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Report Card 2011

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Indiana University–Bloomington
College Sustainability Report Card 2011

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B
Indiana University–Bloomington

School details:

  Grade higher than last year

 

Endowment: $1,226 million as of June 30, 2010

Location: Bloomington, Indiana

 

Campus Survey: Yes (see response)

Dining Survey: Yes (see response)

Endowment Survey: Yes (see response)

Student Survey: Yes (see response)

 

Please note: Data was collected in summer 2010 and may no longer be current.

 

Data compiled from survey responses, when available, and from independent research, when needed. For more information on data collection and evaluation, please see the  Methodology section.

 
Overall grade  
B
Indiana University has demonstrated a commitment to the environment through a formal sustainability plan. A campus sustainability advisory board has seven working groups that have implemented dozens of initiatives. The sustainability office has two full-time staffers who oversee campus initiatives and manage eighteen sustainability interns each semester.
Indiana has conducted a greenhouse gas emissions inventory and aims to reduce emissions 30 percent below 2008 levels by 2020. Building energy consumption per square foot has decreased since 2005 through the use of such measures as temperature setbacks, economizers, energy management systems, heat recovery systems, lighting upgrades, motion sensors, and energy metering. An integrated energy master plan is in development.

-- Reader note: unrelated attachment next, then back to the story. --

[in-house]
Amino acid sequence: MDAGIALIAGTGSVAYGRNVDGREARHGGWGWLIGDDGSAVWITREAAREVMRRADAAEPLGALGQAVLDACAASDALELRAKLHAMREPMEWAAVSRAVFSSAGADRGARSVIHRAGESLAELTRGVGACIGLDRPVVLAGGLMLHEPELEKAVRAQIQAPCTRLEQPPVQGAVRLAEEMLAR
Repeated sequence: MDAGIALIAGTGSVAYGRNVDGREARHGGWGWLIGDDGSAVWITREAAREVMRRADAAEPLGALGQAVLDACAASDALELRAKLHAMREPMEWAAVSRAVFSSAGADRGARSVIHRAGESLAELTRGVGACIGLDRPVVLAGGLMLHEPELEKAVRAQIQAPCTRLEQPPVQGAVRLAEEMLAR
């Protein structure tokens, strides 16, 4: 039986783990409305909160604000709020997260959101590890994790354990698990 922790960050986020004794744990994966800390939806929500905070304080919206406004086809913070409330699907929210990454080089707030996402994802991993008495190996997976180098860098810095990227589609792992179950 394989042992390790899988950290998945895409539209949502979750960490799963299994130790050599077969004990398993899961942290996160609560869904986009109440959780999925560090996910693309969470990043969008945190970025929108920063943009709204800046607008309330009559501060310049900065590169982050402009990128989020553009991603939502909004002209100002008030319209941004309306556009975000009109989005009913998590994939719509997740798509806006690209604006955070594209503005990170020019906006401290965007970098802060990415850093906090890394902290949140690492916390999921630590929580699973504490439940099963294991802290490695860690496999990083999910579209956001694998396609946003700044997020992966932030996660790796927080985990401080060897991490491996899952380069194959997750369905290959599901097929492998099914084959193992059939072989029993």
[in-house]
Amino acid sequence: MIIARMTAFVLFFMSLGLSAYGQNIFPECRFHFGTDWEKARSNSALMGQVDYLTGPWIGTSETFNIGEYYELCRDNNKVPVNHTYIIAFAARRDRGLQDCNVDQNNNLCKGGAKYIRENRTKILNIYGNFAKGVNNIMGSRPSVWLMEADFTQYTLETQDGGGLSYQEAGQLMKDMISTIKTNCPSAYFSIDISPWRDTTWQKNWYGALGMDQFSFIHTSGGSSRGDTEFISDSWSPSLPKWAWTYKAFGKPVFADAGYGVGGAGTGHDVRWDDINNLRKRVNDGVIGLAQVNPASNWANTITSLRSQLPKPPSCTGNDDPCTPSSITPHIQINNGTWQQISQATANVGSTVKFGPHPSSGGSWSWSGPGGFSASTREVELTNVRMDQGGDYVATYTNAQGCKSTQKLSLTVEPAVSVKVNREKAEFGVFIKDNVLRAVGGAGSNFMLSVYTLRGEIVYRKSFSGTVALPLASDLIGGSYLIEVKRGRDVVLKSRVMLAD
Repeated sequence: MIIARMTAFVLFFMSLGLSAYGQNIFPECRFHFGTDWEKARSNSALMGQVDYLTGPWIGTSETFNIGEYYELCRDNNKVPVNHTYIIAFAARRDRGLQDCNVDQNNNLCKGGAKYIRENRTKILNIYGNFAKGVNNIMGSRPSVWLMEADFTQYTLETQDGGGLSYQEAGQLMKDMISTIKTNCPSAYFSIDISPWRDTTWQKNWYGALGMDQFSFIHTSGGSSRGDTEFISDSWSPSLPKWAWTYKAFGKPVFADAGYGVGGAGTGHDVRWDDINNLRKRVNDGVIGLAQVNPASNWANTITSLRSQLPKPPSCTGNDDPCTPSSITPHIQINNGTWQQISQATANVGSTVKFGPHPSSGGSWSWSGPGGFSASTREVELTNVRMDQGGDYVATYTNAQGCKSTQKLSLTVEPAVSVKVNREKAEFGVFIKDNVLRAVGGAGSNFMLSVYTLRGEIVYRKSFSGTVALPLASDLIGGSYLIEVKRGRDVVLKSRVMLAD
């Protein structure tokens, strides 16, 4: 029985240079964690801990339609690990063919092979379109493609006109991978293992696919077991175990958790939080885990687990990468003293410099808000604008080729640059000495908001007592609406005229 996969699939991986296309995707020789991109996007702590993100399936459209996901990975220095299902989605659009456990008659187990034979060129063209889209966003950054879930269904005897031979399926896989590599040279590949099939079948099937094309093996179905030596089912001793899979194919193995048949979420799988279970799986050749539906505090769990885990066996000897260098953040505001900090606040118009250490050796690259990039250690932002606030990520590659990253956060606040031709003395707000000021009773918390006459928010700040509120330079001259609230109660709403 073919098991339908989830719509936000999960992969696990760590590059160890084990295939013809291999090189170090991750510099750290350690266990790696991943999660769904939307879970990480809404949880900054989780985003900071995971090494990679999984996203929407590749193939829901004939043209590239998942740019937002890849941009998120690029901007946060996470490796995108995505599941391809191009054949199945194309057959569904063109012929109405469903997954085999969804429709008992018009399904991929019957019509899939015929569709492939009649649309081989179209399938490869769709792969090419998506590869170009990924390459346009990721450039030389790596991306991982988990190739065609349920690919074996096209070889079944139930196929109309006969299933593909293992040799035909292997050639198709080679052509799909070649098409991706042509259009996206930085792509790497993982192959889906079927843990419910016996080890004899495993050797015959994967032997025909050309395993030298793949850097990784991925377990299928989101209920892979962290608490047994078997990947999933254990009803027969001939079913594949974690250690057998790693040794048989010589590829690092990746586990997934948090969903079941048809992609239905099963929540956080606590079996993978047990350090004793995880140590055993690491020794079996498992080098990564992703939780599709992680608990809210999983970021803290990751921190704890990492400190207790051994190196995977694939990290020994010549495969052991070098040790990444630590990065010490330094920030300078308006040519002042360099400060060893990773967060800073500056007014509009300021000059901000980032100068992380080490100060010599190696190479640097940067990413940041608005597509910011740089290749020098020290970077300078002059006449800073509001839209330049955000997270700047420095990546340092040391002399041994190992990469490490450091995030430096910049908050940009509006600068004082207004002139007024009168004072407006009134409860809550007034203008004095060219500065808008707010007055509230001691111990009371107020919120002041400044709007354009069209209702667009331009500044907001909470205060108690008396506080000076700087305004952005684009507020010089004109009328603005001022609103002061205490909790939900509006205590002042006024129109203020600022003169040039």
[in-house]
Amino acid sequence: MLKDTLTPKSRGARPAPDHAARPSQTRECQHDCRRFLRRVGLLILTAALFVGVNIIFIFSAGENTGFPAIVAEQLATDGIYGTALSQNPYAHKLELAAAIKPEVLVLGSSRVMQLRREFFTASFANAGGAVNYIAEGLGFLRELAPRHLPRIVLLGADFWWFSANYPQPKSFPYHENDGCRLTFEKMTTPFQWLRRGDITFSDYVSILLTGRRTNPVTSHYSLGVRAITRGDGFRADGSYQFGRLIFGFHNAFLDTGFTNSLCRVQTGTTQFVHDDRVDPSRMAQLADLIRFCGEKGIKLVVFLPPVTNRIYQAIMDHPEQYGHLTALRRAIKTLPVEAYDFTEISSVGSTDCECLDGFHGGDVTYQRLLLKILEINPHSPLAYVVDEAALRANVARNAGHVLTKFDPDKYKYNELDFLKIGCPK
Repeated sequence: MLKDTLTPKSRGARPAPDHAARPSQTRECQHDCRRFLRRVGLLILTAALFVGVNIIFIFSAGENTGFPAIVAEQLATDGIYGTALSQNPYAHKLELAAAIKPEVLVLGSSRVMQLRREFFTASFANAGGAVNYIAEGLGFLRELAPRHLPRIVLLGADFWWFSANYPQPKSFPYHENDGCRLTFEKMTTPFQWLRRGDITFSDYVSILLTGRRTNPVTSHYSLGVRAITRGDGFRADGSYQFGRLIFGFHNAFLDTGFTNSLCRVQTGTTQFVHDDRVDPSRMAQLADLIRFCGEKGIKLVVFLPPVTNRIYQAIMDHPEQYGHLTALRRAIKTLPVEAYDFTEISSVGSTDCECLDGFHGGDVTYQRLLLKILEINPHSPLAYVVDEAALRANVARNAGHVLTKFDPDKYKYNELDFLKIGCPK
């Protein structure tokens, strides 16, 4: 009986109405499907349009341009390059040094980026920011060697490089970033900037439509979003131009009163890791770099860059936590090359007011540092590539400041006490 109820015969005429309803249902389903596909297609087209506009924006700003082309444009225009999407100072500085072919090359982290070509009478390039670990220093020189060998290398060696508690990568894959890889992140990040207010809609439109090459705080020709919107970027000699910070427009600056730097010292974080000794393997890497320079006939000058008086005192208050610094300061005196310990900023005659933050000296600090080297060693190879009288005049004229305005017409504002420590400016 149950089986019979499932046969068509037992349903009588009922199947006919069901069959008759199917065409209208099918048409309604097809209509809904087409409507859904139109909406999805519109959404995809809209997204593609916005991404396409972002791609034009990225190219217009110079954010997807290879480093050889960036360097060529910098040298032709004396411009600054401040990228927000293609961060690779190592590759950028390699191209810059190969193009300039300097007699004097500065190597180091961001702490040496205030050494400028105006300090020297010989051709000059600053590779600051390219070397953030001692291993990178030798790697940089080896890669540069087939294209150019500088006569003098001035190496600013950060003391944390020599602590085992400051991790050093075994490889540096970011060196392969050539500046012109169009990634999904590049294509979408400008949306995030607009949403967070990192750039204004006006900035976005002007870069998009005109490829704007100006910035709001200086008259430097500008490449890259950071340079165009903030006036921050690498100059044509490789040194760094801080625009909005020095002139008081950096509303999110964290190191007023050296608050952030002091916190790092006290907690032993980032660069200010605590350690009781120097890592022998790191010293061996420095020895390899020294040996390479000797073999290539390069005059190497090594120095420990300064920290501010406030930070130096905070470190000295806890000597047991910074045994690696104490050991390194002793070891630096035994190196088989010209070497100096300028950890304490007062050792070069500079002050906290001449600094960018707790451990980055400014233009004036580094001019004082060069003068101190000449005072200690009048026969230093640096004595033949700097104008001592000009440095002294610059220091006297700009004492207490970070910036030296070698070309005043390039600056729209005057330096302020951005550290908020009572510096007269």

Dining services buys a variety of local items, and 50 percent of eggs served on campus are cage free. To reduce waste, bottled water has been removed from dining facilities and a discount is offered for using reusable dishware. Preconsumer food scraps are composted at most meals; excess food is donated to a food bank; and most dining halls are trayless. The university recycles traditional materials and electronics and runs a resale program to salvage reusable items at the end of the year.
All new buildings and major renovations are required to meet LEED Silver standards, and the university currently maintains two LEED-certified buildings. Water use has decreased 20 percent per capita since 2005 through the use of building water metering, advanced laundry technology, low-flow faucets and showerheads, waterless urinals, and weather-informed irrigation.
Students may live in the Sustainability Issues Thematic Community, and the university employs 18 sustainability interns and 11 eco-reps. Environmental student groups have worked on a variety of initiatives, including promoting self-sufficiency through gardening, reducing consumption and waste, composting, environmental career development, and promoting eco-friendly landscaping. A conservation competition resulted in 2,530,958 gallons of water savings and an 800-ton carbon emissions reduction.
Nearly 75 percent of the student body commutes via environmentally preferable means. The school offers incentives for carpooling to the school community, as well as free shuttle service on and around campus. Car-sharing and ride-sharing programs are also available.
The Indiana University Foundation makes a list of all holdings available online to trustees. Only a list of asset allocation and external managers is available online to the public. A list of votes cast on proxy resolutions on a company-specific level is available at the investment office to trustees, senior administrators, and other select members of the school community.
The foundation aims to optimize investment returns, and the endowment is currently invested in renewable energy funds.
The foundation provides its investment managers with general guidelines that determine its proxy votes.
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